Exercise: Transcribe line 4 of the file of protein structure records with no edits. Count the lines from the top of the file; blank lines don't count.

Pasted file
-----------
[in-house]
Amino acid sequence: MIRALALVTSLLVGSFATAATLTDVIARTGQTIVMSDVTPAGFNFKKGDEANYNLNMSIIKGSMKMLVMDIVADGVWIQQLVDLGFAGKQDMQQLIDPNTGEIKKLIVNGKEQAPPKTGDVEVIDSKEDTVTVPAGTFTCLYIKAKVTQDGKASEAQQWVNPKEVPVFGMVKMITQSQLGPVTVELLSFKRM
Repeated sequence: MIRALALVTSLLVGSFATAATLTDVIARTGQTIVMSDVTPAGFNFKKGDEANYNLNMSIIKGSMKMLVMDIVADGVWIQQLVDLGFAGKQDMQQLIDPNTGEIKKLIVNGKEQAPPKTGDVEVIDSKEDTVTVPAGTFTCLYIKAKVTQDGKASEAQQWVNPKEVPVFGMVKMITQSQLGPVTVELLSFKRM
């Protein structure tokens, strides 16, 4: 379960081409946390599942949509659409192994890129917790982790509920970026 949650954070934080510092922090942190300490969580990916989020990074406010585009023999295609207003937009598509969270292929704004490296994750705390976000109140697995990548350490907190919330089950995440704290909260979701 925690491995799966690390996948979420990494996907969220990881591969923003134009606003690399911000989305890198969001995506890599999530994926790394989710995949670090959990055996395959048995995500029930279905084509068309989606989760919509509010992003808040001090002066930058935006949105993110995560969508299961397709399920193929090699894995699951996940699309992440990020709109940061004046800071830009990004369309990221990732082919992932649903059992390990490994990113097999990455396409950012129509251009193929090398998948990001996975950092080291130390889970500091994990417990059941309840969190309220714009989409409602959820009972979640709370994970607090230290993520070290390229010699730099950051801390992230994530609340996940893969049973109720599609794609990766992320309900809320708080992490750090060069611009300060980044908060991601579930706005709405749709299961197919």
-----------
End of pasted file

């Protein structure tokens, strides 16, 4: 379960081409946390599942949509659409192994890129917790982790509920970026 949650954070934080510092922090942190300490969580990916989020990074406010585009023999295609207003937009598509969270292929704004490296994750705390976000109140697995990548350490907190919330089950995440704290909260979701 925690491995799966690390996948979420990494996907969220990881591969923003134009606003690399911000989305890198969001995506890599999530994926790394989710995949670090959990055996395959048995995500029930279905084509068309989606989760919509509010992003808040001090002066930058935006949105993110995560969508299961397709399920193929090699894995699951996940699309992440990020709109940061004046800071830009990004369309990221990732082919992932649903059992390990490994990113097999990455396409950012129509251009193929090398998948990001996975950092080291130390889970500091994990417990059941309840969190309220714009989409409602959820009972979640709370994970607090230290993520070290390229010699730099950051801390992230994530609340996940893969049973109720599609794609990766992320309900809320708080992490750090060069611009300060980044908060991601579930706005709405749709299961197919």